WHAT ARE THE RISKS OF A KNEE REPLACEMENT?
Fracture of the thigh bone or the shin may occur during surgery or later such as after a fall. If you have osteoporosis you are more at risk of this happening. We are prepared to deal with fractures occurring during surgery. Fractures around a knee replacement often require extensive intervention including the use of revision knee replacement components.
Persistent pain can occur and sometimes does not settle completely even after months of rehabilitation.
Infection is a major complication which may only need a course of antibiotics, but in a worst case scenario your new knee may have to be removed to clear the infection. In very severe cases it may not be possible to re-implant a new knee again after infection.
Significant bleeding is uncommon, but should it occur and does not stop you may need to return to the operating theatre to explore and stop the bleeding. A blood transfusion may also become necessary.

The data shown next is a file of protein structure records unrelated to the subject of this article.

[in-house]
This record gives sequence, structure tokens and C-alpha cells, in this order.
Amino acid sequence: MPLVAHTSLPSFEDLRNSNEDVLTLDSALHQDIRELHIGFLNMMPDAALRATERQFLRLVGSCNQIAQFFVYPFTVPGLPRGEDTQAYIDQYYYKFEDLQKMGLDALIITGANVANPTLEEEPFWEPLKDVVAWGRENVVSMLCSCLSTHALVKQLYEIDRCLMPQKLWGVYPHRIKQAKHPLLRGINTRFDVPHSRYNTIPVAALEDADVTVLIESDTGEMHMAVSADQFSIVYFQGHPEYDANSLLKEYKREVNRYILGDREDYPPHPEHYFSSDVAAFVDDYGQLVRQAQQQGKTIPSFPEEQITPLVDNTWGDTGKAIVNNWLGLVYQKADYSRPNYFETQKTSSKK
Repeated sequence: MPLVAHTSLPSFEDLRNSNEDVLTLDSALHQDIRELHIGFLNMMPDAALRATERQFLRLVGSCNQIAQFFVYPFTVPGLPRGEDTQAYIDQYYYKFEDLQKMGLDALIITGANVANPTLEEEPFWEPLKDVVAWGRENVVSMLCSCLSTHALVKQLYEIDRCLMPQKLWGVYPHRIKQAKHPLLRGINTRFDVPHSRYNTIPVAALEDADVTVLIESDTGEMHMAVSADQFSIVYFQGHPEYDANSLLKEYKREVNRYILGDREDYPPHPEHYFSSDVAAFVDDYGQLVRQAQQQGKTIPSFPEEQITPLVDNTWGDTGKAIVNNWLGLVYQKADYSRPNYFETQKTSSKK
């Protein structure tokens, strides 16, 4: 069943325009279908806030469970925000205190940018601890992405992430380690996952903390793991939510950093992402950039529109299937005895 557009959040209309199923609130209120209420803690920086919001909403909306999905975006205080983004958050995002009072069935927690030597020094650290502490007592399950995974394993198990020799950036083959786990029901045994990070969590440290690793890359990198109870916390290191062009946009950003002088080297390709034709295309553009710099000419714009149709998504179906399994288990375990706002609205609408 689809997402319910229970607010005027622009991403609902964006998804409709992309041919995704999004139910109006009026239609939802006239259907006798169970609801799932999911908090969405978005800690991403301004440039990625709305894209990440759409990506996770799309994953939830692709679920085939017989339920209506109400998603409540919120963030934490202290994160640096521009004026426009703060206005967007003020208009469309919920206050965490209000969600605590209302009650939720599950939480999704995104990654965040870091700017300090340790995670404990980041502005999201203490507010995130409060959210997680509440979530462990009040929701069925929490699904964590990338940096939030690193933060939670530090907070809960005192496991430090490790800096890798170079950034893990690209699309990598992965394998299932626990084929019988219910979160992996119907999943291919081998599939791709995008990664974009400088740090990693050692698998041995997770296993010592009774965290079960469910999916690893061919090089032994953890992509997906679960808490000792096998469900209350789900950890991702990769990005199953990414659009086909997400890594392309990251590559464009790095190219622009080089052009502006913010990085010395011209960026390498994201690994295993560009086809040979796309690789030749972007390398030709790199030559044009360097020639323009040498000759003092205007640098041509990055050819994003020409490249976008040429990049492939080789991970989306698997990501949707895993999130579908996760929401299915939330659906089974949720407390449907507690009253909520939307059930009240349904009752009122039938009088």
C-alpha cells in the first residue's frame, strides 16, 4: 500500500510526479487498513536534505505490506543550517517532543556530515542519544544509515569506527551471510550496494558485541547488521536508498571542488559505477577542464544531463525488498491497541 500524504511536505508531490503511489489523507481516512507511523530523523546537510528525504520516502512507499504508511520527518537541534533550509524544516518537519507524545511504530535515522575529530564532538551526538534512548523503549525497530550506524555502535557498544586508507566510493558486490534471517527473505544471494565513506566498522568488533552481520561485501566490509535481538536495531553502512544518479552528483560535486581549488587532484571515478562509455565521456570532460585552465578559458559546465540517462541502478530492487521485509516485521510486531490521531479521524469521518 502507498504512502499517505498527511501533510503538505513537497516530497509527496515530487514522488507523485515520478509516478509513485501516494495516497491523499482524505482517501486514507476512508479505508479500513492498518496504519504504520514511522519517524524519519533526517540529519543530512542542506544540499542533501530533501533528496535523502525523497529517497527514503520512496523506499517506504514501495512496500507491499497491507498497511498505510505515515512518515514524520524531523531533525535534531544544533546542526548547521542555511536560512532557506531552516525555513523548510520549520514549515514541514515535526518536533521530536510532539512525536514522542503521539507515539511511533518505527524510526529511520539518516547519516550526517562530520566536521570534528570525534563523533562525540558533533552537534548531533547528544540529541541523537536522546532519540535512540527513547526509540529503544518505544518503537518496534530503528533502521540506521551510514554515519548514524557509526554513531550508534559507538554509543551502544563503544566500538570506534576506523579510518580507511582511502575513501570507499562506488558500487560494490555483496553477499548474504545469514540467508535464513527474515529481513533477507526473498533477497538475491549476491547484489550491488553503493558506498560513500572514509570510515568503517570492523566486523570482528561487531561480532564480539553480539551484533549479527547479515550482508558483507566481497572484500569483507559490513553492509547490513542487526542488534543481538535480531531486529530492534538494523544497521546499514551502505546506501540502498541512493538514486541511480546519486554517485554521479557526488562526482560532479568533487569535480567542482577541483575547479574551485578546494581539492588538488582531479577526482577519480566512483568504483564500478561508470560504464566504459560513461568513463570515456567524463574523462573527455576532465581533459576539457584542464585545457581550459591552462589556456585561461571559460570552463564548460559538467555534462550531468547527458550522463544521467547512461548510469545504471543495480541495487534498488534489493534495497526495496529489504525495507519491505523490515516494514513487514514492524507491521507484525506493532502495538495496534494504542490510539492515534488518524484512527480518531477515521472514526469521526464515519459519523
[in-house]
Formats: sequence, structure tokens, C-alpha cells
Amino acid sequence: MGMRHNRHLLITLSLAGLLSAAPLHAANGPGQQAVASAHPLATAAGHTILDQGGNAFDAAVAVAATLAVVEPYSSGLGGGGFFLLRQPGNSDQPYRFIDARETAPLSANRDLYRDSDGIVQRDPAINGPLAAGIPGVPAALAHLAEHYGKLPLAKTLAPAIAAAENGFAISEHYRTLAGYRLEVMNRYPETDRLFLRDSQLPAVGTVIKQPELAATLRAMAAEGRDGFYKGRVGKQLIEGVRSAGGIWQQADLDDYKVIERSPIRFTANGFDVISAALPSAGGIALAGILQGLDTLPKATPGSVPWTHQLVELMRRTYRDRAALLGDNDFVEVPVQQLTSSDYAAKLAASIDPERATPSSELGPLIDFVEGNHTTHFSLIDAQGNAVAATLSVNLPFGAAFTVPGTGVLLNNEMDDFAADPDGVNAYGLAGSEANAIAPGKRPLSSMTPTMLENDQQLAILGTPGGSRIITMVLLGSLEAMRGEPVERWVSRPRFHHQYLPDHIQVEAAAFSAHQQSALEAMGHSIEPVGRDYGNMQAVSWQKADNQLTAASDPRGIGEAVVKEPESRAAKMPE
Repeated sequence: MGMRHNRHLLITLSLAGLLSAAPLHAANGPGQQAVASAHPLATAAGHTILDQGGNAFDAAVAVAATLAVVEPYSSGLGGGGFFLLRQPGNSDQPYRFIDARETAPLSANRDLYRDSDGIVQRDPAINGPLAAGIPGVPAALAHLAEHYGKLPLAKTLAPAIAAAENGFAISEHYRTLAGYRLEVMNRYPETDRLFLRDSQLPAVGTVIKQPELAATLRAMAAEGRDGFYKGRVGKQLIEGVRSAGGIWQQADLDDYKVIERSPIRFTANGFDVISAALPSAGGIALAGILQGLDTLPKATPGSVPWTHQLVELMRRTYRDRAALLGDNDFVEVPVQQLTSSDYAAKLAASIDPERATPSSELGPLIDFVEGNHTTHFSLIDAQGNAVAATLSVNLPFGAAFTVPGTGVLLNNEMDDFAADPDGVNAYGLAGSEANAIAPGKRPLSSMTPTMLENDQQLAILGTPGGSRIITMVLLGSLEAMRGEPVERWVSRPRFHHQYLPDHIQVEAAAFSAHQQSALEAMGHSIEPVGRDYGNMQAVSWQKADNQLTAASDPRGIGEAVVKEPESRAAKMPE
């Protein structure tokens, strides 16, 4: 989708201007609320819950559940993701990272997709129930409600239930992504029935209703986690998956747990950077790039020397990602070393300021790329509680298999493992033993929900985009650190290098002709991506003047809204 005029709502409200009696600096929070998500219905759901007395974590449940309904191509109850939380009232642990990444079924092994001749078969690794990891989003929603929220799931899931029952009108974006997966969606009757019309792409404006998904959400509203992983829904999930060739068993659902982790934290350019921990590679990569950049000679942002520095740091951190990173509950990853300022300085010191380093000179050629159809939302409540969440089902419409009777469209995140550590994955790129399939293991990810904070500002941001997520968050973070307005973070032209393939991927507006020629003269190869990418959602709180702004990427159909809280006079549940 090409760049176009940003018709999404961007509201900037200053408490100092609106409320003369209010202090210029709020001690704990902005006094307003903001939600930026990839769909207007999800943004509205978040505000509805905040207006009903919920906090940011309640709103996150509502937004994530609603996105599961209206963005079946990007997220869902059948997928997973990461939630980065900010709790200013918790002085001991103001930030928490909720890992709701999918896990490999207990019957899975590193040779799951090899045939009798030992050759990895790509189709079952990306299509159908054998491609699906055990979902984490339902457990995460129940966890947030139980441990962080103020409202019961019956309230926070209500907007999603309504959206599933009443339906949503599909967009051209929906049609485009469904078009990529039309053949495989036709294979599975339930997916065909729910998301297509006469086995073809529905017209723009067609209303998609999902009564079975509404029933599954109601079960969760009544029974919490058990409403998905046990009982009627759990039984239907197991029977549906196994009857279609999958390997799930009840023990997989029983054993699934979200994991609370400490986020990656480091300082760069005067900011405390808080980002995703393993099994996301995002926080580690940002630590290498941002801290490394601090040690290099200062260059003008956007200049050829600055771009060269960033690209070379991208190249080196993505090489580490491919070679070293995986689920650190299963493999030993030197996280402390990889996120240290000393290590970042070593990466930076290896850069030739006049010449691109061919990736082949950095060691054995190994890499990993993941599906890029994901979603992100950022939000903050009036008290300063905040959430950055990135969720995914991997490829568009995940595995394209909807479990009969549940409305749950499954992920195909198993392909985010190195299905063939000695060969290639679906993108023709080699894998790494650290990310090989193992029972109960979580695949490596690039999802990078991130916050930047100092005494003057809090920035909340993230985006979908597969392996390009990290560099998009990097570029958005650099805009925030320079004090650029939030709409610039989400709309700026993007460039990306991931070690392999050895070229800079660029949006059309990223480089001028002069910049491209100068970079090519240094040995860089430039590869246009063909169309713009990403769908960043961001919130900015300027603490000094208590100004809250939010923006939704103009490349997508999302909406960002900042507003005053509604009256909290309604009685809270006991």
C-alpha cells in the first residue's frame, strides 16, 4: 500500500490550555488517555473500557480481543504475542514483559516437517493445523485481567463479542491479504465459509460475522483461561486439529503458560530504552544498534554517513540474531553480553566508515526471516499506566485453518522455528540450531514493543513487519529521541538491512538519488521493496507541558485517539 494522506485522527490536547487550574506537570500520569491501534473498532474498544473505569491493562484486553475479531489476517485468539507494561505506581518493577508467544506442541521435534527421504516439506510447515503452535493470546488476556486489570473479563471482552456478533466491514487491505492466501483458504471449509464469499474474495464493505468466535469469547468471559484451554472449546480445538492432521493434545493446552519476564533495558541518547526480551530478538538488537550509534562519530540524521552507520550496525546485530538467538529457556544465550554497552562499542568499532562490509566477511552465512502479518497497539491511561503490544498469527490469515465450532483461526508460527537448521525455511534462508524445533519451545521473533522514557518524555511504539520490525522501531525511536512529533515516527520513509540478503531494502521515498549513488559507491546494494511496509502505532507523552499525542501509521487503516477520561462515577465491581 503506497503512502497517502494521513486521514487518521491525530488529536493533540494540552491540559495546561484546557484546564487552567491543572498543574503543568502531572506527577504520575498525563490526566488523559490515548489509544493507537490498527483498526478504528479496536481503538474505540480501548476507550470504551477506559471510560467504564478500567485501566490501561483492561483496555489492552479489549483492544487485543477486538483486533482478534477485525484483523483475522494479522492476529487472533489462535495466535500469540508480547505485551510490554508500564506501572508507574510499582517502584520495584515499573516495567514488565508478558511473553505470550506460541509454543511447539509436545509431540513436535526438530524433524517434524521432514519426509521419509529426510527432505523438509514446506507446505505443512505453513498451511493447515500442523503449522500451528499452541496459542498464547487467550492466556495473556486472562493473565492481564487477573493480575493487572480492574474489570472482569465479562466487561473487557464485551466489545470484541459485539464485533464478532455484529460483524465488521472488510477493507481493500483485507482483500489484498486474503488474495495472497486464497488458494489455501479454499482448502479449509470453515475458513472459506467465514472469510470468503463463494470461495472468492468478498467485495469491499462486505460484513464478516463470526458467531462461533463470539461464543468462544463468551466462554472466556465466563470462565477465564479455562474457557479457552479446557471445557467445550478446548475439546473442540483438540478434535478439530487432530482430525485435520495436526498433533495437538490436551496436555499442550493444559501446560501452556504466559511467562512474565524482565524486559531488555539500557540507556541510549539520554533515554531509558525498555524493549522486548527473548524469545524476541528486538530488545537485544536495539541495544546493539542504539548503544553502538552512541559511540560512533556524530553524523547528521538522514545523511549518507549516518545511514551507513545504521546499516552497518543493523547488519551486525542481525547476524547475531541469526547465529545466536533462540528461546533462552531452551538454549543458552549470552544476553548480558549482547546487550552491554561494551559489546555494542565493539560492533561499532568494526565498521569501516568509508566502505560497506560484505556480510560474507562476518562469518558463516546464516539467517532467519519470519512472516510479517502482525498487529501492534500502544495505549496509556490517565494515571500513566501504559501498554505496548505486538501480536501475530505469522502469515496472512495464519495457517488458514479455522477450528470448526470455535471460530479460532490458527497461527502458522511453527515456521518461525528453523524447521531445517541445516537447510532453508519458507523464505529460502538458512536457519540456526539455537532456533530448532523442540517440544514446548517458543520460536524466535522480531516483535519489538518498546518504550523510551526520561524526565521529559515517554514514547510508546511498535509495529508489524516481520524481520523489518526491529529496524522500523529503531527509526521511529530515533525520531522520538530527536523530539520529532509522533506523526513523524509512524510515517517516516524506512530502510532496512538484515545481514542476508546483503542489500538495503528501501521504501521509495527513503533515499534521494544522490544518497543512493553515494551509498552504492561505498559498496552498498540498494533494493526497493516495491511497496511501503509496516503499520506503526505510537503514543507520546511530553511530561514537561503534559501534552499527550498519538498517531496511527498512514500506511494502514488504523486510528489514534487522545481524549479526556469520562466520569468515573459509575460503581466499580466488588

Nerve injury with subsequent numbness or loss of power can occur if a nerve is stretched or severed during the surgery.
Blood clots can form in the deep veins of the leg which block the blood flow back to the heart causing pain and swelling of the leg. On occasions a clot can break free, travel to the lungs and cause a blockage of the arteries of the lung. Rarely, this can be lethal. We will give you blood thinners to reduce this risk and ask you to exercise your calf muscles regularly.
A sensitive scar usually improves over time, but you may need to regularly massage it desensitise the area.
Delayed wound healing is more common in smokers, diabetics, overweight people and patients on steroids.
Serious anaesthetic complications are rare but allergic reactions or a heart attack may be fatal. You may feel sick or drop your blood pressure after surgery but these usually settle quickly.